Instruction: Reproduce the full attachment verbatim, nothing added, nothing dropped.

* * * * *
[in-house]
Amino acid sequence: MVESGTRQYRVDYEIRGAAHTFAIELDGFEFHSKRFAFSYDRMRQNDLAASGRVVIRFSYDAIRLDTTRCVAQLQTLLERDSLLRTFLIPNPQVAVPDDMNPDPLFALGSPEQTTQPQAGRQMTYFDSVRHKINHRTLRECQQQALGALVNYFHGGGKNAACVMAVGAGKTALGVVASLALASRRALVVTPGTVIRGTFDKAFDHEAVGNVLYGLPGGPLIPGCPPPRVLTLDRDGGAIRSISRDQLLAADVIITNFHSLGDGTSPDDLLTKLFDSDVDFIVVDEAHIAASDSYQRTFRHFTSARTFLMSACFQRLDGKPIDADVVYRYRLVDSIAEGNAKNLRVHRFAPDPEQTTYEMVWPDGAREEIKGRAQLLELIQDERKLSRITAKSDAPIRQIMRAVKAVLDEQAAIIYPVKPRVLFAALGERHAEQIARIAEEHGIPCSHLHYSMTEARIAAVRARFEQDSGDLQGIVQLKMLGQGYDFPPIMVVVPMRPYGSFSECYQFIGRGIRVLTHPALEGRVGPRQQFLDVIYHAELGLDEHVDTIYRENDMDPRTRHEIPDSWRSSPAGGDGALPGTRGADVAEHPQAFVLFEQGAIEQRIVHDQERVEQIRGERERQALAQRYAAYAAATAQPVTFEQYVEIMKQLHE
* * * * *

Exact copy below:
[in-house]
Amino acid sequence: MVESGTRQYRVDYEIRGAAHTFAIELDGFEFHSKRFAFSYDRMRQNDLAASGRVVIRFSYDAIRLDTTRCVAQLQTLLERDSLLRTFLIPNPQVAVPDDMNPDPLFALGSPEQTTQPQAGRQMTYFDSVRHKINHRTLRECQQQALGALVNYFHGGGKNAACVMAVGAGKTALGVVASLALASRRALVVTPGTVIRGTFDKAFDHEAVGNVLYGLPGGPLIPGCPPPRVLTLDRDGGAIRSISRDQLLAADVIITNFHSLGDGTSPDDLLTKLFDSDVDFIVVDEAHIAASDSYQRTFRHFTSARTFLMSACFQRLDGKPIDADVVYRYRLVDSIAEGNAKNLRVHRFAPDPEQTTYEMVWPDGAREEIKGRAQLLELIQDERKLSRITAKSDAPIRQIMRAVKAVLDEQAAIIYPVKPRVLFAALGERHAEQIARIAEEHGIPCSHLHYSMTEARIAAVRARFEQDSGDLQGIVQLKMLGQGYDFPPIMVVVPMRPYGSFSECYQFIGRGIRVLTHPALEGRVGPRQQFLDVIYHAELGLDEHVDTIYRENDMDPRTRHEIPDSWRSSPAGGDGALPGTRGADVAEHPQAFVLFEQGAIEQRIVHDQERVEQIRGERERQALAQRYAAYAAATAQPVTFEQYVEIMKQLHE